With the release of Windows 7, enterprises need to at least begin looking at deploying Microsoft's new operating system in their environments. Whether you are excited about Windows 7 or hate the fact that XP will not be around forever, the fact is that you will probably be rolling out Microsoft's next-generation operating system to your Windows users at some point in the not-too-distant future.

Slideshow: See screenshots of the tools listed in this post.

Short of a one-by-one build or OEM pre-build (still painful), any tools to help you automate the deployment of Windows 7 would certainly be welcomed. If you haven't done an enterprise-wide cutover to a new Windows environment since XP, then you will be pleased to learn that many such a tool is now available.

While there is plenty of third party software to get the job done, they come with a premium attached. But we all know that Microsoft wants you to buy Windows 7. And so Redmond has created a set of free tools for enterprise deployment. Most of these tools are not brand-spanking new (most were around for Vista) but they have all been improved for a Windows 7 deployment. I found all of them to be surprisingly easy to use and efficient.

Some of these tools are used for preparing an environment for the new operating system. Others are used to actually roll it out. Some of the tools listed here are actually part of a broader tool set (for example, USMT is part of WAIK), however they are worth calling out as individual tools because of how helpful they are. To quickly thumb through screen shots of all the tools listed here, check out the related slideshow.

Application Compatibility Toolkit (ACT)

Let's begin with the applications. We all know that just because an application or device worked under one version of Windows, that doesn't mean it will work under the new version as well. This tool allows an administrator to determine the compatibility of applications that are currently running under Windows XP or Vista. The tool however does not just allow you to determine whether or not an app is compatible with Windows 7, it helps you to determine what the possible outcome would be of running an app that is not compatible.

The latest version of this tool also features:
• Ability to audit your application data and to selectively synchronize your applications with Microsoft.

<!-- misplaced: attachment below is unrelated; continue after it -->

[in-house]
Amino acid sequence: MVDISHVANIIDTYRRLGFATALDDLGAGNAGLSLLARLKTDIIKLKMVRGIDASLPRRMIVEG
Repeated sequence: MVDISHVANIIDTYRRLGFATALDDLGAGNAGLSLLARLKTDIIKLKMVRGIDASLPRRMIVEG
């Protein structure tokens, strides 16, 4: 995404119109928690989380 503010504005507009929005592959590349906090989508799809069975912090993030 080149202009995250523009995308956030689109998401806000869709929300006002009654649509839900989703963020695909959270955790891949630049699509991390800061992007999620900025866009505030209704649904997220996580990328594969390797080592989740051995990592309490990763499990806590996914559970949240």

• Updated documentation for suggested compatibility fixes.
• Ability to customize your Quick Reports view.
• Ability to label your individual data-collection packages.

ACT collects data and then provides a simple way to analyze that data and create a report for a system. The report will show you which applications or devices have issues and allow you to set priorities and assign categories for that device or application.

Microsoft Assessment and Planning Toolkit (MAP)

Now that we have the applications taken care of we need to move on to the system itself. Device drivers have always been a sore spot for Windows migrations so the MAP tool is used to assess hardware and device compatability for computers on your network. MAP is an agentless tool that doesn’t just provide a quick once over. It generates detailed readiness reports and visual charts to help you pinpoint which systems are ready to run Windows 7, which systems are not and why.

Along with the analysis, it provides a device compatibility summary for ensuring that the proper device drivers are available before the migration. You can use the task pane to generate a report ported into Excel. This report will provide even greater detail about device and system compatibility issues. MAP also provides a reference library, which is a series of links to documentation and additional resources for deploying Windows 7.

User State Migration Tool (USMT)

If you were involved in a corporate XP-to-Vista upgrade, you may be familiar with Windows Easy transfer. In the simplest terms, USMT is a command-line equivalent of this tool and is meant primarily for large-scale user state deployments. This scriptable command-line tool is pretty easy to use and very efficient. Create a location for the migration file and then use the ‘scanstate’ command to copy the user state information. Once Windows 7 is installed to the system, simply use the ‘loadstate’ command to move the user state over to the new operating system. Even in my small test environment of just eight users, I found this to be quicker and more automated than the Windows Easy Transfer tool.